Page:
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dc.contributor.authorKelesidis, Theodoros
dc.contributor.authorYang, Otto O
dc.contributor.authorKendall, Michelle Anne
dc.contributor.authorHodis, Howard N
dc.contributor.authorCurrier, Judith S
dc.date.accessioned2013-05-09T17:43:21Z
dc.date.issued2013
dc.identifier.citationKelesidis, Theodoros, Otto O Yang, Michelle A Kendall, Howard N Hodis, and Judith S Currier. 2013. Dysfunctional HDL and progression of atherosclerosis in HIV-1-infected and -uninfected adults. Lipids in Health and Disease 12: 23.en_US
dc.identifier.issn1476-511Xen_US
dc.identifier.urihttp://nrs.harvard.edu/urn-3:HUL.InstRepos:10613639
dc.description.abstractBackground: HDL function rather than absolute level may be a more accurate indicator for risk of developing atherosclerosis. Dysfunctional HDL has increased redox activity and reduced antioxidant properties, but it is unknown whether abnormal HDL function is associated with progression of atherosclerosis in HIV-1-infected subjects. Findings: We retrospectively measured serum HDL function in 91 subjects from a prospective 3-year study of carotid artery intima-media thickness (CIMT), which enrolled triads of risk factor-matched persons that were HIV-1-uninfected (n=36) or HIV-1+ with (n=29) or without (n=26) protease inhibitor (PI)-based therapy for ≥ 2 years. HDL function was assessed using a biochemical assay that measures the oxidation of dihydrorhodamine 123 (DHR oxidation rate, DOR), in which higher DOR readout corresponds to dysfunctional HDL phenotype. There were no significant associations between DOR and HIV-1 infection. In univariate analysis of 55 HIV-1-infected subjects, greater waist circumference and lower serum HDL were significantly associated with higher baseline levels of DOR (p=0.01). These subjects had significant increases in levels of DOR over time (3 years) that were associated with white race (p=0.03), higher nadir CD4 count (p<0.001), and lower baseline CIMT (p<0.001). Lower baseline HDL levels, but not function of HDL (p>0.1) (DOR), were significantly associated (p=0.02) with progression of CIMT. Conclusion: In a small matched cohort study of HIV-1-infected subjects who had a low cardiovascular risk profile, HDL function changed over time and was independently associated with anthropometric parameters of obesity but not with progression of CIMT.en_US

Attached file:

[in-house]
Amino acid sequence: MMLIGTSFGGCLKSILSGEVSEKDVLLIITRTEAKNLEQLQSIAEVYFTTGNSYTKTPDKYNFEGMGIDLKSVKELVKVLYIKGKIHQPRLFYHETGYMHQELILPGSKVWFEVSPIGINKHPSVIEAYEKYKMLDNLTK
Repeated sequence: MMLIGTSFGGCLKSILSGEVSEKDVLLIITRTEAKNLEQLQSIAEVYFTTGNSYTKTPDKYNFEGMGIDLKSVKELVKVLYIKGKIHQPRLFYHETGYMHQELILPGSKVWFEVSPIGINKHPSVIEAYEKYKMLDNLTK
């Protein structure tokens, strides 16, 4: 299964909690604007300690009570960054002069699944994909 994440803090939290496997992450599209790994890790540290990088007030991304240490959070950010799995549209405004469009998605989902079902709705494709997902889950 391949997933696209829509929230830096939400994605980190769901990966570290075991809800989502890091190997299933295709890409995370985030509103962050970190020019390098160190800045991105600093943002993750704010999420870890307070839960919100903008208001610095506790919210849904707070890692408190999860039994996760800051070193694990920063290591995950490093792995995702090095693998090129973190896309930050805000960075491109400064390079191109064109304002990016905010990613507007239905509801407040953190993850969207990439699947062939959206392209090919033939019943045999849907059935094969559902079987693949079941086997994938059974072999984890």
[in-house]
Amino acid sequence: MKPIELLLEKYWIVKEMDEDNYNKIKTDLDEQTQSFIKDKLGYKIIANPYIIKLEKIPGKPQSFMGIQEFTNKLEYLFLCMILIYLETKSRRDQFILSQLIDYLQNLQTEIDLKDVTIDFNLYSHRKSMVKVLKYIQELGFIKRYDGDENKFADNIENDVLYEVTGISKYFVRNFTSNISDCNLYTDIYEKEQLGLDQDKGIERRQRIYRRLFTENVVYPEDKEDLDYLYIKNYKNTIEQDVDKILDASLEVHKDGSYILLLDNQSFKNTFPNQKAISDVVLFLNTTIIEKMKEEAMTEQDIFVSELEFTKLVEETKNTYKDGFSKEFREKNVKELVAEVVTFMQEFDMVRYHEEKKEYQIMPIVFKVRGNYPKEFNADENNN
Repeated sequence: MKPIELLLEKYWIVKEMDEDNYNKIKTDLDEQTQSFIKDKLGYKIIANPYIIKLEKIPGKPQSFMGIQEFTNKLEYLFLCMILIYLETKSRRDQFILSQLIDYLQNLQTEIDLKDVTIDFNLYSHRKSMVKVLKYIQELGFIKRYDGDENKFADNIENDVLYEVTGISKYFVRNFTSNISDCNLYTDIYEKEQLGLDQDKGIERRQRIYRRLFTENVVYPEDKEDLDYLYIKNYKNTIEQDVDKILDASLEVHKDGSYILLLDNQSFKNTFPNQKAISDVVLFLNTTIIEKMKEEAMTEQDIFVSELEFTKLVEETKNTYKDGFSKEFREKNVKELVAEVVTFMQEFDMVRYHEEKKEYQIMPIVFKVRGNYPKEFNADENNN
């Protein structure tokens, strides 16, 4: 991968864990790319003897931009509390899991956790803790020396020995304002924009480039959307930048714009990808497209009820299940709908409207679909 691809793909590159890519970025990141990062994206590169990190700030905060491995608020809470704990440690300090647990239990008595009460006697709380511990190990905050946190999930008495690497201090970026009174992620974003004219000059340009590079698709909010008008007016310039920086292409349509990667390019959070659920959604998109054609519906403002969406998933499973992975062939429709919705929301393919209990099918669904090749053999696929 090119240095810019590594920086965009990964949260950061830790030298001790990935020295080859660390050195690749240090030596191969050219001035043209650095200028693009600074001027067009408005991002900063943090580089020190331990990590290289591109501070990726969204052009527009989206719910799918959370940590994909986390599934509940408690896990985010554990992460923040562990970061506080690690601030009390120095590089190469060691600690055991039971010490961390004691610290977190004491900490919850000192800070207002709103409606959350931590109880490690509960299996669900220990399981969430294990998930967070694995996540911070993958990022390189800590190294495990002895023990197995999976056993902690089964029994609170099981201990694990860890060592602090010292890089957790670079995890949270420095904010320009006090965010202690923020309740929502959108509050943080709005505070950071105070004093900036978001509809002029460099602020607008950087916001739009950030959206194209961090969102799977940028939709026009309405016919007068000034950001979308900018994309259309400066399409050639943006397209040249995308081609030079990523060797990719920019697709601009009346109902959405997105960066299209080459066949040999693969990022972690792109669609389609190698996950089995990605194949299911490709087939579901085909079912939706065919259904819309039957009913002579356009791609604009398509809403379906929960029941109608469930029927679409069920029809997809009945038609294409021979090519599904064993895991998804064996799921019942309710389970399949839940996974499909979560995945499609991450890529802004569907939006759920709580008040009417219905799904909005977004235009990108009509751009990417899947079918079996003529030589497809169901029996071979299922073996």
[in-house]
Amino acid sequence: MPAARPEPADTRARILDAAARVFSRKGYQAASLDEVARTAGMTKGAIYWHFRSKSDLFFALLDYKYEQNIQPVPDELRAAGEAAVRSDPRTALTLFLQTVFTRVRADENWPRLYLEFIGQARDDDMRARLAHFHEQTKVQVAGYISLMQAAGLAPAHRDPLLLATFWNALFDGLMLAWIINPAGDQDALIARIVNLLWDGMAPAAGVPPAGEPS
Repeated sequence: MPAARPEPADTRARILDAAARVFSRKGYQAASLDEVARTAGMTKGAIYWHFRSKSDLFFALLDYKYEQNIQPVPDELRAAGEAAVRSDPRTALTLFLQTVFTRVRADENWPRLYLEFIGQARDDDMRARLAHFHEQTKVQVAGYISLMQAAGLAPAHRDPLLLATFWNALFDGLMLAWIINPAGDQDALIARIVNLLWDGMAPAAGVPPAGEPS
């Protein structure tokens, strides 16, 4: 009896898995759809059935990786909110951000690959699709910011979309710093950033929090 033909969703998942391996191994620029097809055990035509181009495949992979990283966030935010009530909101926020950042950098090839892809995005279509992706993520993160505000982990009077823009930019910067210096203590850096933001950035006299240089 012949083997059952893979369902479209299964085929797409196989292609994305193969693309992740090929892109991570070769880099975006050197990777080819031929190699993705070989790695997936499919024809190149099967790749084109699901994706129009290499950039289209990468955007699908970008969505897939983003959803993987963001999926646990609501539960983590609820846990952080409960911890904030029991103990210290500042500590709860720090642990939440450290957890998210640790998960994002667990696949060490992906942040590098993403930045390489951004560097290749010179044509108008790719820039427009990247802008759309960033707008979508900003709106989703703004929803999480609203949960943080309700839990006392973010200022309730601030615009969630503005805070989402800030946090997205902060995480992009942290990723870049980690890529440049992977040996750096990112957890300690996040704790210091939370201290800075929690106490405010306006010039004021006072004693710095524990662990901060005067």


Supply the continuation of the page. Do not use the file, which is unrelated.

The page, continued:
dc.language.isoen_USen_US
dc.publisherBioMed Centralen_US
dc.relation.isversionofdoi:10.1186/1476-511X-12-23en_US
dc.relation.hasversionhttp://www.ncbi.nlm.nih.gov/pmc/articles/PMC3602051/pdf/en_US
dash.licenseLAA
dc.subjectHIV-1en_US
dc.subjectHigh density lipoprotein (HDL)en_US
dc.subjectHDL functionen_US
dc.subjectDysfunctional HDLen_US
dc.subjectRedox activityen_US
dc.subjectAtherosclerosisen_US
dc.titleDysfunctional HDL and progression of atherosclerosis in HIV-1-infected and -uninfected adultsen_US
dc.typeJournal Articleen_US
dc.description.versionVersion of Recorden_US
dc.relation.journalLipids in Health and Diseaseen_US
dash.depositing.authorKendall, Michelle Anne
dc.date.available2013-05-09T17:43:21Z
dc.identifier.doi10.1186/1476-511X-12-23*
dash.contributor.affiliatedKendall, Michelle


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